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MARTHA SEZ:The mad rush of the holiday season

January 10, 2011
I am about cookied out, but relieved. Leaving broken gingerbread men on the kitchen counter, their heads lying beside them like some grisly statement on current world events, tinsel stuck to the back of my coat, I just drove to Keene to get my last package to the post office.

There is something magical about this time of year when you finally relax and feel the spirit. Or maybe that’s just an endorphin rush I experience as the holiday adrenaline begins to subside.

Still, even the dark and cold seem beautiful now. Today is the winter solstice, marked by the full moon and a full lunar eclipse early this morning — although no one could see it, due to cloud cover. Christmas lights shine on the snow.

The other day a great horned owl perched for several hours in the garden outside the windows of elementary classrooms at Keene Central School, until school paparazzi inching closer and closer finally drove it away. As it took flight and soared off over the playing fields, the children spilled out of doors in their excitement and ran after it, holding out their arms. It was a moment.

This is a time for remembering, and for telling yarns by the fire. One of my favorite Keene stories, and probably my most popular, I heard years ago outside the now historic Keene Valley Post Office and ran home to write for this paper.

A local couple returned home from Murphy’s Tavern late one evening and listened to the messages on their answering machine. A neighbor’s voice came on, telling them that their cow was loose and wandering around East Hill.

The couple (I’ll call them Patrick and Beverly) were worried that the cow might amble out in front of a car in the dark and cause an accident. So, tired as they were, they decided they had to go out and look for the cow (I’ll call her Bossy). Pat collected rope and flashlights and some feed to entice her with. Bev brought along the deer hunting rifle, because Bossy was a little skittish, likely to panic and run out into Route 73 in front of an 18-wheeler.

It may be that Bossy had got wind of the fact that she was not to be a milk cow, but a beef cow, which is very different matter. Maybe that’s why she headed off on her own while Pat and Bev were out. It would also explain the skittishness.

Pat and Bev drove slowly down Spruce Hill, playing their flashlight beams over the woods and fields and front yards along the road. Once Bev thought she had located Bossy, when her flashlight picked up a pair of eyes shining through the foliage, but they turned out to belong to a deer. They drove and drove, shining their lights and calling, and eventually, when they had almost given up, they spotted the errant cow wandering around in the cemetery.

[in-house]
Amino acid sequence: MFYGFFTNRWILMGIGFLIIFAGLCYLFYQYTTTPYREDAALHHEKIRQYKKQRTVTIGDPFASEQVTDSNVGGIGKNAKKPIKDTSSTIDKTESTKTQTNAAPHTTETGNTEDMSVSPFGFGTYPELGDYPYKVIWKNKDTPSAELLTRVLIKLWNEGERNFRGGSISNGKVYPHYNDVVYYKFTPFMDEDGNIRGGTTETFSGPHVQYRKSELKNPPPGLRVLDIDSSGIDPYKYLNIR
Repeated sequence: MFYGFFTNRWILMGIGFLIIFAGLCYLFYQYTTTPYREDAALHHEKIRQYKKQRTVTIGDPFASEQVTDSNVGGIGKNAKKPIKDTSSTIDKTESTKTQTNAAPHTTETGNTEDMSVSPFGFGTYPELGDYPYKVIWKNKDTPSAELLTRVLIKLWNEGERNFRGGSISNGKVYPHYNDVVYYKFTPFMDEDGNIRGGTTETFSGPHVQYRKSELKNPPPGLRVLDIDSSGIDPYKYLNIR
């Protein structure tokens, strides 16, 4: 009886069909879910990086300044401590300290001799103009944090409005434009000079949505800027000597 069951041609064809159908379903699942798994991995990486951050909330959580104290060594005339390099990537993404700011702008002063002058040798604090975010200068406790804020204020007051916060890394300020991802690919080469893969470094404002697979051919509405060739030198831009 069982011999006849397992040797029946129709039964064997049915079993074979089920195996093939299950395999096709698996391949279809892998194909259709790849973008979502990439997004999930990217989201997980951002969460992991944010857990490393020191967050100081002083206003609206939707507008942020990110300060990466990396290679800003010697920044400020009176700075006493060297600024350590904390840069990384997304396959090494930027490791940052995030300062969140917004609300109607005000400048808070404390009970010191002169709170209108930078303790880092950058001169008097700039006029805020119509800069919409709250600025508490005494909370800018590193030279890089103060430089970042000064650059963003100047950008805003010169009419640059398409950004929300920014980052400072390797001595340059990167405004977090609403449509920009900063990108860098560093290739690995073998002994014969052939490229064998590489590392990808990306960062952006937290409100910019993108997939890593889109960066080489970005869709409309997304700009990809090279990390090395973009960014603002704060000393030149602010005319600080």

Stealthily, Pat and Bev drove their pickup into the cemetery and advanced carefully upon the cow. Bossy just kicked up her heels and ran away.

Pat and Bev called their cow the way they did at feeding time, but  could tempt her neither with food nor with endearments that to Bossy’s ear might well have sounded hollow and insincere, especially if she was wise to the fact — as I hypothesize — that they already thought of her as burger. Might as well go for it, she probably figured. She would as soon jump over the moon as give up her newfound freedom to return to a life of boredom, knowing it was only a matter of time before the ax would fall.

They ended up having to shoot her, but not before she got a chance to assert herself and see a bit of the world. Many cows never do.

Now what? Pat and Bev asked each other. There they were, in Norton Cemetery, an hour or two before dawn, with an 800-pound dead cow. They had done what they believed was right, but the look of the thing wasn’t good. It might seem disrespectful to the departed. Besides, they had to act quickly to preserve the beef.

Finally they went home and called a friend with a front-end loader who came right out, scooped Bossy up and took her away. A strange procession they must have made up Spruce Hill at the break of dawn, Pat and Bev following the front-end loader with the cow in its cowcatcher. Or shovel.


Have a merry Christmas!



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